Educational psychologists have long known that people learn more through activity than passive absorption of information. Teaching methods in recent years have therefore emphasised project work and group tasks. The availability of relatively cheap multi-media machines fits in well with current thinking on education and training. The Department of Education has in the past few weeks embarked on a pilot project to test the effectiveness of various multi-media approaches at selected schools.
However, the distinction between a pilot project and a token project is a fine one. The one-year pilot has only a £0.5 million budget with no brief to develop new materials. The Government has not yet commissioned any large-scale research to develop the technology.
Foot dragging will undoubtedly delay the introduction of the technology to schools and colleges. More worrying is that because of a lack of cohesion between the state and private sector Britain gain risks losing an opportunity to take a lead in what will undoubtedly become a strategically important technology.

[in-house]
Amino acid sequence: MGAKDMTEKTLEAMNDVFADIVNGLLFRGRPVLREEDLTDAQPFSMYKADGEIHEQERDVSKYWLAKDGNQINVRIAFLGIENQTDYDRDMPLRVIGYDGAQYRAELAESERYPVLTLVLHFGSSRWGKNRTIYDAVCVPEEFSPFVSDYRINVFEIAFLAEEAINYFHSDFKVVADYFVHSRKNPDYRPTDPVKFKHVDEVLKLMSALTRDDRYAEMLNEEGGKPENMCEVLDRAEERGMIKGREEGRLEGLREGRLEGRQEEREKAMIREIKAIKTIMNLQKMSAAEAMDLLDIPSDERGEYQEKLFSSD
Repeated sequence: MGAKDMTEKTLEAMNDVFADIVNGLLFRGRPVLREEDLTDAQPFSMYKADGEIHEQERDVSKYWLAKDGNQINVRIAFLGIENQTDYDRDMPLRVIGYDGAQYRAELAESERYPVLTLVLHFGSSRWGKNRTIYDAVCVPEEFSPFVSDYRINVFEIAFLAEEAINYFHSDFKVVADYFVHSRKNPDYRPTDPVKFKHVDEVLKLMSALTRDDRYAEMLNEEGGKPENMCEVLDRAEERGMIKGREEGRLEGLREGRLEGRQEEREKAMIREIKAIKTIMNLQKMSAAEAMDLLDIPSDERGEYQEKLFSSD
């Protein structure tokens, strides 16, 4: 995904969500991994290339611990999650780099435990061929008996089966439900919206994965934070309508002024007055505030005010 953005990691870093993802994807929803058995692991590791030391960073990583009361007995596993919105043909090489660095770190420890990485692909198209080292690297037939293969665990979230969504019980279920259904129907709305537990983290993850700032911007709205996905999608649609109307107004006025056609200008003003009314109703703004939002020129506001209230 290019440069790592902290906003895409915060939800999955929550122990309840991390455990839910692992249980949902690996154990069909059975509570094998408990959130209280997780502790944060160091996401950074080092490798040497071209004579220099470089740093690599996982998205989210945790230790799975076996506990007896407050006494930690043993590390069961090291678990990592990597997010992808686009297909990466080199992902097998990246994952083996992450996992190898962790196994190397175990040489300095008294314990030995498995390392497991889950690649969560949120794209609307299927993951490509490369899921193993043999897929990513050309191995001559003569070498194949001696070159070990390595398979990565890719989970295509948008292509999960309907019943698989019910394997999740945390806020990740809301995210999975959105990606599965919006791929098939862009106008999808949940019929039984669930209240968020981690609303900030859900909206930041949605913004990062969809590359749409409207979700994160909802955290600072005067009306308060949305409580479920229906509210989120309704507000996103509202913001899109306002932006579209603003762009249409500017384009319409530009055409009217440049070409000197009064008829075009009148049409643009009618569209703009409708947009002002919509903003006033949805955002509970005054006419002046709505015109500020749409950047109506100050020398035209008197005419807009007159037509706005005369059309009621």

Multi-media is not just an educational aid: it is more a means to represent vast amounts of information clearly, simply and intuitively. As such it enables anyone to carry out a wide variety of complex computing tasks without having to think too hard.
In 10 years' time there will not be computers: there will be machines with which people manipulate information with ease. The processing of video, sound, graphics, pictures and text will therefore be key to all software development in the future.
Some of the pioneering work in this field is being carried out by small British companies. Without a strong market for their products and without sufficient government support for research the firms will probably stay small and be overtaken by foreign rivals. A national multi-media research initiative would underpin a blossoming industry and equip young engineers with skills that will be crucial for the next phase of the revolution in computing.
(Pallab Ghosh is a science and technology writer.)